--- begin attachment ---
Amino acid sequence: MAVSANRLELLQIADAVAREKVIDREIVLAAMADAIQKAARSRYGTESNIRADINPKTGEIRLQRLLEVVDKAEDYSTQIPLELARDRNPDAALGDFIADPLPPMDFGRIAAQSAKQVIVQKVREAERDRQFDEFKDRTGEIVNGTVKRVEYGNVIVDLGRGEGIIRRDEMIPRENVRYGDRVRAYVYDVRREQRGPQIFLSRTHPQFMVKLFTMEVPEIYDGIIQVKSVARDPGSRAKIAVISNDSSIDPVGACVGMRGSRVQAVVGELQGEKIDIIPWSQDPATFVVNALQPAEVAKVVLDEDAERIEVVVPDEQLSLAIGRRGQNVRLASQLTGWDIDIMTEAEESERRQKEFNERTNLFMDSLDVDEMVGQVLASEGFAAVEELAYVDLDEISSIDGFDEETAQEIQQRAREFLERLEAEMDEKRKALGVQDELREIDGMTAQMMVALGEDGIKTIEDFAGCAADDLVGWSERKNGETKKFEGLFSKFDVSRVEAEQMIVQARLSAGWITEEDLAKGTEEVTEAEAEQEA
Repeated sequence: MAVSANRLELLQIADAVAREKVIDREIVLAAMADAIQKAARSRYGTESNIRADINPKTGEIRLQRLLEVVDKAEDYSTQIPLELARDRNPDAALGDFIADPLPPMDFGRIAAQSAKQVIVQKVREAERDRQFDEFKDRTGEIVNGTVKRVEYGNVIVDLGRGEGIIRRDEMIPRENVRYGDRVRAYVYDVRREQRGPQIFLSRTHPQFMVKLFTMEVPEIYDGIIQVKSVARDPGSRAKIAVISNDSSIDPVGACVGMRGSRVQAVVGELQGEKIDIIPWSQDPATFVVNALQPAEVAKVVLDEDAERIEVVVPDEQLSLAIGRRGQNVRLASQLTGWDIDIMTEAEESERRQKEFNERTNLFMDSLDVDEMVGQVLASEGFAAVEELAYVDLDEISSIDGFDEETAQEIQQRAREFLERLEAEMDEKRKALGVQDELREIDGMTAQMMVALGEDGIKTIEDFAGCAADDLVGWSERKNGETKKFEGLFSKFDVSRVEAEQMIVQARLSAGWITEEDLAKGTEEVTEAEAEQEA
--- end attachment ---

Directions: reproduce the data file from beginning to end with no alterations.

Amino acid sequence: MAVSANRLELLQIADAVAREKVIDREIVLAAMADAIQKAARSRYGTESNIRADINPKTGEIRLQRLLEVVDKAEDYSTQIPLELARDRNPDAALGDFIADPLPPMDFGRIAAQSAKQVIVQKVREAERDRQFDEFKDRTGEIVNGTVKRVEYGNVIVDLGRGEGIIRRDEMIPRENVRYGDRVRAYVYDVRREQRGPQIFLSRTHPQFMVKLFTMEVPEIYDGIIQVKSVARDPGSRAKIAVISNDSSIDPVGACVGMRGSRVQAVVGELQGEKIDIIPWSQDPATFVVNALQPAEVAKVVLDEDAERIEVVVPDEQLSLAIGRRGQNVRLASQLTGWDIDIMTEAEESERRQKEFNERTNLFMDSLDVDEMVGQVLASEGFAAVEELAYVDLDEISSIDGFDEETAQEIQQRAREFLERLEAEMDEKRKALGVQDELREIDGMTAQMMVALGEDGIKTIEDFAGCAADDLVGWSERKNGETKKFEGLFSKFDVSRVEAEQMIVQARLSAGWITEEDLAKGTEEVTEAEAEQEA
Repeated sequence: MAVSANRLELLQIADAVAREKVIDREIVLAAMADAIQKAARSRYGTESNIRADINPKTGEIRLQRLLEVVDKAEDYSTQIPLELARDRNPDAALGDFIADPLPPMDFGRIAAQSAKQVIVQKVREAERDRQFDEFKDRTGEIVNGTVKRVEYGNVIVDLGRGEGIIRRDEMIPRENVRYGDRVRAYVYDVRREQRGPQIFLSRTHPQFMVKLFTMEVPEIYDGIIQVKSVARDPGSRAKIAVISNDSSIDPVGACVGMRGSRVQAVVGELQGEKIDIIPWSQDPATFVVNALQPAEVAKVVLDEDAERIEVVVPDEQLSLAIGRRGQNVRLASQLTGWDIDIMTEAEESERRQKEFNERTNLFMDSLDVDEMVGQVLASEGFAAVEELAYVDLDEISSIDGFDEETAQEIQQRAREFLERLEAEMDEKRKALGVQDELREIDGMTAQMMVALGEDGIKTIEDFAGCAADDLVGWSERKNGETKKFEGLFSKFDVSRVEAEQMIVQARLSAGWITEEDLAKGTEEVTEAEAEQEA